The State of the States on Clean Energy

As America enters the next chapter of its political history, with a newly minted Congress and a hobbled presidency, national leadership on climate and energy issues continues to remain a pipe dream. One side wants to accelerate business as usual: more oil drilling, "clean" coal nuclear plants, letting "the market" determine which technologies win or lose. The other side wants to accelerate a new generation of technologies, including renewables, a more intelligent grid, and a strong emphasis on efficiency, with ample subsidies ensuring that these technologies take hold.

So far, business as usual seems to be winning out.

Not that renewables haven't made progress. A decade ago, the growth of solar and wind power was measured in kilowatts. Today it is measured in megawatts, even gigawatts. But solar and wind, despite massive investments and technology breakthroughs, represent a tiny fraction of grid power. Green energy use -- measured as a percentage of all U.S. electricity generation, grew from 2.11 percent in 2003 to just 3.36 percent in 2009, according to the State of Green Business 2010 report, published by

The reason? There are many. It begins with the lack of a comprehensive national climate or energy policy and includes a myriad of roadblocks, barriers, and speed bumps that have made the route to a low-carbon economy frustratingly slow and, for investors and entrepreneurs, needlessly perilous.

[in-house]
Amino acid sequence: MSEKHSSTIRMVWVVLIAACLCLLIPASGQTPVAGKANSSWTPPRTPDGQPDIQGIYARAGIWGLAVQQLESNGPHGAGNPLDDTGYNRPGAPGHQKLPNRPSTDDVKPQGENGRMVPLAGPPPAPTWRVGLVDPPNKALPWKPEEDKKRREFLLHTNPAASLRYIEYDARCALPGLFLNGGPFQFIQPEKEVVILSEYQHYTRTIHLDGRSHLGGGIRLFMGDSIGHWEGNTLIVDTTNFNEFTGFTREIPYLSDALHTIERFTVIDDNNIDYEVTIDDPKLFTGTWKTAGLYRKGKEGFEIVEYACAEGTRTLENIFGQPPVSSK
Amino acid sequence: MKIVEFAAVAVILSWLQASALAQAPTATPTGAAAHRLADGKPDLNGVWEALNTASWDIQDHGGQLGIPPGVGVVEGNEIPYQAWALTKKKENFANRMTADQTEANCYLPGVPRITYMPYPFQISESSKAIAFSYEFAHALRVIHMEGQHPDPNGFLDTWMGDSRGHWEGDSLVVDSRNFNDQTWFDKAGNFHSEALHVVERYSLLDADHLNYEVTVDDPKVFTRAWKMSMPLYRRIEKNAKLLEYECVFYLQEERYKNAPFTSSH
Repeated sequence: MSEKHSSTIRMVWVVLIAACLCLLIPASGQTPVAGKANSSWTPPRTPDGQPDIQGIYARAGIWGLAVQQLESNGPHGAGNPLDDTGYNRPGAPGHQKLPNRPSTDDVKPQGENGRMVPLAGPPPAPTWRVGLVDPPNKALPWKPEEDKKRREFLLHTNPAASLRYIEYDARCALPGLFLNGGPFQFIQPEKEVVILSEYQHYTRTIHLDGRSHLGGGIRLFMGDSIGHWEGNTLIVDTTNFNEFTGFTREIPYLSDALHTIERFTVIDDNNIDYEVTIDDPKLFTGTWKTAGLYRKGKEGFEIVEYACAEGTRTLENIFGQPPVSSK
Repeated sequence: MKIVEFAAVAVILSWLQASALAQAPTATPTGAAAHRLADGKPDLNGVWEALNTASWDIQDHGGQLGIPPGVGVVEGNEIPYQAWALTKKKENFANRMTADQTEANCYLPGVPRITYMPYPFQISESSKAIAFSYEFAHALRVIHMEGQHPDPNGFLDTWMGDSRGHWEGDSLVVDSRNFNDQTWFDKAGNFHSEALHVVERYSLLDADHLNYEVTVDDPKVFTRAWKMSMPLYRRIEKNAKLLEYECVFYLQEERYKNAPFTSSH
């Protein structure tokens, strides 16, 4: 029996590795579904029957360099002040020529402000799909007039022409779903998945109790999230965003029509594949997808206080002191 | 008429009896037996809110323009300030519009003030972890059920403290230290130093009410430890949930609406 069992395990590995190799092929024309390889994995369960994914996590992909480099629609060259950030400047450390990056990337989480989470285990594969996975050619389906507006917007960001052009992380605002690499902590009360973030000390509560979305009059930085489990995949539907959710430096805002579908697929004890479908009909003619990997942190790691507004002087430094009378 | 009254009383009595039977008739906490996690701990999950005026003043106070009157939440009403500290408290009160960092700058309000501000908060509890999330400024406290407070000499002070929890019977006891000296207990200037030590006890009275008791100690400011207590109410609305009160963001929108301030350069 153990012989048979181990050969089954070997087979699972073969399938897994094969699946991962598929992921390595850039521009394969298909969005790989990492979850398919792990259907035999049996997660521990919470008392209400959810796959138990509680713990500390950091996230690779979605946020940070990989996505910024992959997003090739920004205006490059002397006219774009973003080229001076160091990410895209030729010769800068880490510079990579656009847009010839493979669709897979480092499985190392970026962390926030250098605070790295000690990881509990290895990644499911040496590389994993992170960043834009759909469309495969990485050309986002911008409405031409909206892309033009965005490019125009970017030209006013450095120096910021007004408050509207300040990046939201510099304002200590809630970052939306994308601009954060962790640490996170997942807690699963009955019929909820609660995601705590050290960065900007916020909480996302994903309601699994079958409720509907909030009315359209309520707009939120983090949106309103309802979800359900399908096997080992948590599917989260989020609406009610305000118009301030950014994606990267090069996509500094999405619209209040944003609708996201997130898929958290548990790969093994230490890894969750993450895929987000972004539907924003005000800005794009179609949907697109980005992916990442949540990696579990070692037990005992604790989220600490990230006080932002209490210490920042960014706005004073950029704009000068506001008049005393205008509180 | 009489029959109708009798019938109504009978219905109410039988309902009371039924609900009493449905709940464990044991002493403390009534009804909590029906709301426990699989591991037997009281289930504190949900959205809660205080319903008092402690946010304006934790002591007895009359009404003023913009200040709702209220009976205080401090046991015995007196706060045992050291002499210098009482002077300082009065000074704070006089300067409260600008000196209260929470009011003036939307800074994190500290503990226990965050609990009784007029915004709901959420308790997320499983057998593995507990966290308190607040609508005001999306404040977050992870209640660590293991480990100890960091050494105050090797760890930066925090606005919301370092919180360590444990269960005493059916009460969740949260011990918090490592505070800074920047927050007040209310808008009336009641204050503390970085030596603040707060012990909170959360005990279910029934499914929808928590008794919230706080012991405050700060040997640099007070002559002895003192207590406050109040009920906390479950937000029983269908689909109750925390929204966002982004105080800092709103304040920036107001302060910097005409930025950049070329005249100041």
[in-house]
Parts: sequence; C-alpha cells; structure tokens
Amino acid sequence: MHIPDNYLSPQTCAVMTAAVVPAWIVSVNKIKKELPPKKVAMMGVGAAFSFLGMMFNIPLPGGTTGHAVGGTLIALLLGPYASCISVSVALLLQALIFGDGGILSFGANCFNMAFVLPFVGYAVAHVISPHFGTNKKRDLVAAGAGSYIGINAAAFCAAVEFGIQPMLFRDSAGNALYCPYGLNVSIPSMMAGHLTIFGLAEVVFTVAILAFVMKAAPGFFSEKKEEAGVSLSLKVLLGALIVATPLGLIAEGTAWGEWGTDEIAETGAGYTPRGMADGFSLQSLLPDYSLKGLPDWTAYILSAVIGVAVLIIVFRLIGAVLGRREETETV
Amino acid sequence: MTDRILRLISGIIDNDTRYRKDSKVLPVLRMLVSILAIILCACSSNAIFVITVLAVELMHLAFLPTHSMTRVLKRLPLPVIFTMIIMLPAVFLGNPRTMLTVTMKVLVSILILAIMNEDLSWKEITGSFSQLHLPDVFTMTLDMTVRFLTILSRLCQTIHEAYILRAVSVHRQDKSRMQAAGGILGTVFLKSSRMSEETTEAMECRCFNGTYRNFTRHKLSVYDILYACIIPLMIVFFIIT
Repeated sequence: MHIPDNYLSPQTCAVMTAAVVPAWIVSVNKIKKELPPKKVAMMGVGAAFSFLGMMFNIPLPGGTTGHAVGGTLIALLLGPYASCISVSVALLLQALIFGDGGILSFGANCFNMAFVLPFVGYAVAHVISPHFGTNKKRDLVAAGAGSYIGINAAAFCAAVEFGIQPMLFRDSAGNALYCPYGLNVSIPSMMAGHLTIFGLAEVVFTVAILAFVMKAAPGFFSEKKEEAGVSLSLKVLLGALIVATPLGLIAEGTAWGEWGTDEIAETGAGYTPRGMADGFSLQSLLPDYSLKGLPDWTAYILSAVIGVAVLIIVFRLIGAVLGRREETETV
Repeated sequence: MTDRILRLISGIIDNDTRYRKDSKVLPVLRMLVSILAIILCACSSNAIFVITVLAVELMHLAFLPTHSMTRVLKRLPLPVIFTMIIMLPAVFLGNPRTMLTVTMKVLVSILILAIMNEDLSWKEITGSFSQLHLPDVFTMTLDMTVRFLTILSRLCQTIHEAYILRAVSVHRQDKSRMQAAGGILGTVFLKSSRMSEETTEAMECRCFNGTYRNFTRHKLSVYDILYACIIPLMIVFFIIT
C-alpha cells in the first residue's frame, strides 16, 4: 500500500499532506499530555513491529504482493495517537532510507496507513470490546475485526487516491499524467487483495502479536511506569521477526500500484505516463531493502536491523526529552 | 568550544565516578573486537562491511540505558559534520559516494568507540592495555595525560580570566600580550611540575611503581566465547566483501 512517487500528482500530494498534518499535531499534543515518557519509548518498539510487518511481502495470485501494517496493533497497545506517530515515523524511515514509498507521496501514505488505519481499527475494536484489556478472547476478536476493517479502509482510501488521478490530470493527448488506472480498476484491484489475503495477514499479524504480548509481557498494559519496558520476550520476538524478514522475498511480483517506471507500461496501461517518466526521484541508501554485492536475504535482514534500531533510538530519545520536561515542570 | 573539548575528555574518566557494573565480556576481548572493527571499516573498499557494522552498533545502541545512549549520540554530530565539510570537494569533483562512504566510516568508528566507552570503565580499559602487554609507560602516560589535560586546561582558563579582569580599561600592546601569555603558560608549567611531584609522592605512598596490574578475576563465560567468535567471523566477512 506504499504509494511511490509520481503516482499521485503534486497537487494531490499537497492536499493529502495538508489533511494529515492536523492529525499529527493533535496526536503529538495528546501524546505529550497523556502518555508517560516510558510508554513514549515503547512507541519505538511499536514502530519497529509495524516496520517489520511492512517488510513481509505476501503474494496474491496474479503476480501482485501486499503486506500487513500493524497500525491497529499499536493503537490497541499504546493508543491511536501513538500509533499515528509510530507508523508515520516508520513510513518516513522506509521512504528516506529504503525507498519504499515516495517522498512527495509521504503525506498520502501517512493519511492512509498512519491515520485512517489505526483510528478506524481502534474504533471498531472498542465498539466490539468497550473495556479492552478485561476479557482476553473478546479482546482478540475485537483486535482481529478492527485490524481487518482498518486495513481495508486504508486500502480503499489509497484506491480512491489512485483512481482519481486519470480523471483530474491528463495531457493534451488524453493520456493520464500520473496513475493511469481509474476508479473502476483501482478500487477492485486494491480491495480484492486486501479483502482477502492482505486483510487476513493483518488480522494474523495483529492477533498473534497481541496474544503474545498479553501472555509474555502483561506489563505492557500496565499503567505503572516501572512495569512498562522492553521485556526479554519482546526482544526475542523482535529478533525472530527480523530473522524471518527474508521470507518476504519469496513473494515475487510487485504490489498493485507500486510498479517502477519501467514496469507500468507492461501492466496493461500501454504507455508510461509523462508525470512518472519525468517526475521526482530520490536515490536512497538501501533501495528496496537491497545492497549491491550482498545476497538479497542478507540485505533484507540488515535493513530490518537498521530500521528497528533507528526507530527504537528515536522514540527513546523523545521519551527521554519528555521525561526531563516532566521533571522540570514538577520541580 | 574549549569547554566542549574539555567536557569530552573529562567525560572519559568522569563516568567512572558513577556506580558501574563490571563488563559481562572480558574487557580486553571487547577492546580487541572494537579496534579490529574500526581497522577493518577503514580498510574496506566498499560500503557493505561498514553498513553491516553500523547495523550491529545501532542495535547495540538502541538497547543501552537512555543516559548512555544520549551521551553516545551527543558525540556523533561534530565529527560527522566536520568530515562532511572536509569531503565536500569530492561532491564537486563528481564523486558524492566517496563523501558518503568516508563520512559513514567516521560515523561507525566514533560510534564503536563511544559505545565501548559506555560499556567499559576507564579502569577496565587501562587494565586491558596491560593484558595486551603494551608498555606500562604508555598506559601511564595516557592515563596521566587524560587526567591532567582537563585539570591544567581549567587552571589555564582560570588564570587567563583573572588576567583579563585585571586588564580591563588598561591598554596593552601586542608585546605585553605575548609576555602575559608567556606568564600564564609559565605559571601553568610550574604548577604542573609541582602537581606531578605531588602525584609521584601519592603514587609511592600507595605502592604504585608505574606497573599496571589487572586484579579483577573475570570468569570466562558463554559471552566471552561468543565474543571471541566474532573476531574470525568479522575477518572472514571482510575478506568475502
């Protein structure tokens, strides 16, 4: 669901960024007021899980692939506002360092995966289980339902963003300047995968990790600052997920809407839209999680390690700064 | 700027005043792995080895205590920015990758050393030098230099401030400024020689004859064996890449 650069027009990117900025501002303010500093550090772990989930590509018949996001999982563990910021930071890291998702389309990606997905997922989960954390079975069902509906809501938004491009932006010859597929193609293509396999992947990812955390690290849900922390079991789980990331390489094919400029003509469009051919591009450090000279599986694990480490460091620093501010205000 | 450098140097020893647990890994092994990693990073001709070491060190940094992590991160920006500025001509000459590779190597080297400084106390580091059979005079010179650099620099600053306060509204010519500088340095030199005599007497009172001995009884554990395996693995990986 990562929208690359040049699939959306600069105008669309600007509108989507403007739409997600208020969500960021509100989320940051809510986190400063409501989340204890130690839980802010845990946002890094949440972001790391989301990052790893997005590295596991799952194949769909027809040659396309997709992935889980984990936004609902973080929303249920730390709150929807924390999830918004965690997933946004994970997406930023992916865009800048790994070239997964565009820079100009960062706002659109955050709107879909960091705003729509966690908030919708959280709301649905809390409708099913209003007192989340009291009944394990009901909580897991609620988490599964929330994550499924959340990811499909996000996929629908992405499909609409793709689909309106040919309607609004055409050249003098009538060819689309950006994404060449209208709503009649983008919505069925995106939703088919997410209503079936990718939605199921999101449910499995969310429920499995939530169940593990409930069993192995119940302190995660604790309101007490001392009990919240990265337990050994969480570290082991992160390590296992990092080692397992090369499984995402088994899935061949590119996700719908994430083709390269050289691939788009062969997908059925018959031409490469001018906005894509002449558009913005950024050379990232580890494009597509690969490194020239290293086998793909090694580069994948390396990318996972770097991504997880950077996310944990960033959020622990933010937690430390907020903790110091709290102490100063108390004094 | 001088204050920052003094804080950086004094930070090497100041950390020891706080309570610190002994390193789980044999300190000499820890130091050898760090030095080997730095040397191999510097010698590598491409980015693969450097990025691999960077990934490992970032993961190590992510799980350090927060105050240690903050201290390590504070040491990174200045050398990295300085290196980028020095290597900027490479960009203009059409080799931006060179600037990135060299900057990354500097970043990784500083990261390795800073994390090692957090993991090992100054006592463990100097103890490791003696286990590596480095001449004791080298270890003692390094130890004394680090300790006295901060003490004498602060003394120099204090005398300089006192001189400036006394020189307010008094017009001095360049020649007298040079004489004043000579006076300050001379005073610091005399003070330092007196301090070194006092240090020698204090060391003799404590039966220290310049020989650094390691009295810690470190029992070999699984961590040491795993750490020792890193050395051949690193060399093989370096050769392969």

National leadership probably will be lacking for the foreseeable future, and even the incumbents are bemoaning the state of affairs. Peter Darbee, chairman of the California utility giant PG&E, recently told the San Francisco Chronicle, "America has gone backwards in terms of our commitment on climate change. It's a terrible disappointment."

Blaming "Washington" for all this is an easy cop-out. Fact is, much of the nation's energy policy happens at the state level. And while national leadership would no doubt help, there are a myriad of rules and regulations at the state level that can accelerate the growth of efficiency and renewables. Together, these policies empower energy customers -- consumers and businesses alike -- to use solar and other renewables to meet their electricity needs, and otherwise create an environment in which alternatives can flourish.

So, I was pleased to see the publication last week of two research reports rating the states on next-gen energy policy. The first, the U.S. Clean Energy Leadership Index, is a subscription publication produced by Clean Edge, a company I co-founded (though I was not involved in the publication's creation). It assesses and ranks more than 80 different state-level indicators.

Each state's overall Leadership score is comprised of three subscores: Technology (such things as a state's overall clean electricity generation, green buildings, and alt-fueled vehicles); Policy (including renewable portfolio standards, renewable fuel standards, efficiency grants and rebates, and net metering laws); and Capital (including venture capital investments, utility energy efficiency program budgets, and green pricing programs). All told, these 80 indicators show how, and how much, states are positioning themselves for a low-carbon future. The index is weighted and data is normalized by state GDP, population, total sales, and other factors.